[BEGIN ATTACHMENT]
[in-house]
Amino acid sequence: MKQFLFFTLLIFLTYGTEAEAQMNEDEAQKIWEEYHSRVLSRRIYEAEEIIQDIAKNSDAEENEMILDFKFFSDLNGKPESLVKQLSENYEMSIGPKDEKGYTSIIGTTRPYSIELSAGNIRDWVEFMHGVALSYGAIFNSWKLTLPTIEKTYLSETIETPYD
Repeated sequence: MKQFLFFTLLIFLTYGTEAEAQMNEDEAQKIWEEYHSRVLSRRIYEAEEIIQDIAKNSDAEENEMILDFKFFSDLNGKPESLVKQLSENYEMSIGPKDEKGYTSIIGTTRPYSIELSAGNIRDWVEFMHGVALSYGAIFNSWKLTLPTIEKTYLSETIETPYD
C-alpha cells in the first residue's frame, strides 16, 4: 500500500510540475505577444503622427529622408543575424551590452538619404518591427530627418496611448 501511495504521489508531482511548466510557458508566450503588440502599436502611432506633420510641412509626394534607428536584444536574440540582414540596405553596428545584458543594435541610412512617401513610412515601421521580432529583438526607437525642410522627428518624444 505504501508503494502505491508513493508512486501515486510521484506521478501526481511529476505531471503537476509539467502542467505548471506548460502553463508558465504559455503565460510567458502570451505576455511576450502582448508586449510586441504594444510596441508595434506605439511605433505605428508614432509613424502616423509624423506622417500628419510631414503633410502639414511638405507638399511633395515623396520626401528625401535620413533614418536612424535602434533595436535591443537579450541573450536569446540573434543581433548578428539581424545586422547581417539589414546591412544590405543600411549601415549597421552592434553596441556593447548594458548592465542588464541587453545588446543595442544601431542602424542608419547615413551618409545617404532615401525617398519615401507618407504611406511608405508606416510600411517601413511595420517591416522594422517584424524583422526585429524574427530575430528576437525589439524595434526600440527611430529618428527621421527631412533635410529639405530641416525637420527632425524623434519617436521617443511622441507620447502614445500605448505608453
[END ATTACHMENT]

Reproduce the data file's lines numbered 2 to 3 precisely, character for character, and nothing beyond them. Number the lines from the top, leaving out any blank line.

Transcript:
Amino acid sequence: MKQFLFFTLLIFLTYGTEAEAQMNEDEAQKIWEEYHSRVLSRRIYEAEEIIQDIAKNSDAEENEMILDFKFFSDLNGKPESLVKQLSENYEMSIGPKDEKGYTSIIGTTRPYSIELSAGNIRDWVEFMHGVALSYGAIFNSWKLTLPTIEKTYLSETIETPYD
Repeated sequence: MKQFLFFTLLIFLTYGTEAEAQMNEDEAQKIWEEYHSRVLSRRIYEAEEIIQDIAKNSDAEENEMILDFKFFSDLNGKPESLVKQLSENYEMSIGPKDEKGYTSIIGTTRPYSIELSAGNIRDWVEFMHGVALSYGAIFNSWKLTLPTIEKTYLSETIETPYD